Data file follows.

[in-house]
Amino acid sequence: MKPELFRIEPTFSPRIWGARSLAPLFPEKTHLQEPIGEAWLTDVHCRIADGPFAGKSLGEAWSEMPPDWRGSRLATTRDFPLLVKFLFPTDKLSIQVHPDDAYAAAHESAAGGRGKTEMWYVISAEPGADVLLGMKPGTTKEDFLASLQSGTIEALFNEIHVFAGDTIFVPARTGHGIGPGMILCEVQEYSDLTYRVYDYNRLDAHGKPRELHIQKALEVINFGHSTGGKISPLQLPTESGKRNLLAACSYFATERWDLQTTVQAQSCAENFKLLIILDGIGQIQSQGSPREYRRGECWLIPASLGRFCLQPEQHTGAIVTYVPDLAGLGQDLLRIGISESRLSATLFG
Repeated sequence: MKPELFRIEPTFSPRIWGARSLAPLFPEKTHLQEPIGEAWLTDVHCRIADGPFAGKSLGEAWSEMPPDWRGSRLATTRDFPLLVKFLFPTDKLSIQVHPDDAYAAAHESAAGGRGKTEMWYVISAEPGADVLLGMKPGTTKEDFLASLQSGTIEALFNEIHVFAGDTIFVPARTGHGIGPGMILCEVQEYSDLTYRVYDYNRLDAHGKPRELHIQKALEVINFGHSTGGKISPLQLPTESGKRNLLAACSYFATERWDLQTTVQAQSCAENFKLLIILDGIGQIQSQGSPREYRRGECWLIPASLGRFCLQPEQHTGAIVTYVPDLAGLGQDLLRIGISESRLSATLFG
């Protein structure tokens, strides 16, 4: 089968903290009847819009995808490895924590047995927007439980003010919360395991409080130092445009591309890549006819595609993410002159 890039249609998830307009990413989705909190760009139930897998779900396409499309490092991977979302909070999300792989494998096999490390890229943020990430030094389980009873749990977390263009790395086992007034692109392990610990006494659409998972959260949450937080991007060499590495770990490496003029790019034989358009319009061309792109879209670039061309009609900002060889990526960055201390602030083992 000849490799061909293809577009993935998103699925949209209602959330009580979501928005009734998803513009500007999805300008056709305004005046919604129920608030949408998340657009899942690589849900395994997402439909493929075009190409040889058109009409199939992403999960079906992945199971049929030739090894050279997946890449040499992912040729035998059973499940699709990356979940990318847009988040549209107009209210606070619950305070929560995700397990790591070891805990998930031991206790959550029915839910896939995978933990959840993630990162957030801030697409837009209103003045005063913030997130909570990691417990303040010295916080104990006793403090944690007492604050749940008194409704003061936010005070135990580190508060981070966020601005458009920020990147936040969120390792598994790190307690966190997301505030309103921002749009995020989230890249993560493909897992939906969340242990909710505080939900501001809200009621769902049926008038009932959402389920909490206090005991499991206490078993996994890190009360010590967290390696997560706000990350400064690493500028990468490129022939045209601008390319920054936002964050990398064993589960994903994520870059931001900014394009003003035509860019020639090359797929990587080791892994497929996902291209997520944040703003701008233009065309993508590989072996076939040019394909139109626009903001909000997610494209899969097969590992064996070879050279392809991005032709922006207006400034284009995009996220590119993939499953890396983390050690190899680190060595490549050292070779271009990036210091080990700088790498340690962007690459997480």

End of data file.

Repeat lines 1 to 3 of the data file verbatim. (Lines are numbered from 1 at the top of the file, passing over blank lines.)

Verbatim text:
[in-house]
Amino acid sequence: MKPELFRIEPTFSPRIWGARSLAPLFPEKTHLQEPIGEAWLTDVHCRIADGPFAGKSLGEAWSEMPPDWRGSRLATTRDFPLLVKFLFPTDKLSIQVHPDDAYAAAHESAAGGRGKTEMWYVISAEPGADVLLGMKPGTTKEDFLASLQSGTIEALFNEIHVFAGDTIFVPARTGHGIGPGMILCEVQEYSDLTYRVYDYNRLDAHGKPRELHIQKALEVINFGHSTGGKISPLQLPTESGKRNLLAACSYFATERWDLQTTVQAQSCAENFKLLIILDGIGQIQSQGSPREYRRGECWLIPASLGRFCLQPEQHTGAIVTYVPDLAGLGQDLLRIGISESRLSATLFG
Repeated sequence: MKPELFRIEPTFSPRIWGARSLAPLFPEKTHLQEPIGEAWLTDVHCRIADGPFAGKSLGEAWSEMPPDWRGSRLATTRDFPLLVKFLFPTDKLSIQVHPDDAYAAAHESAAGGRGKTEMWYVISAEPGADVLLGMKPGTTKEDFLASLQSGTIEALFNEIHVFAGDTIFVPARTGHGIGPGMILCEVQEYSDLTYRVYDYNRLDAHGKPRELHIQKALEVINFGHSTGGKISPLQLPTESGKRNLLAACSYFATERWDLQTTVQAQSCAENFKLLIILDGIGQIQSQGSPREYRRGECWLIPASLGRFCLQPEQHTGAIVTYVPDLAGLGQDLLRIGISESRLSATLFG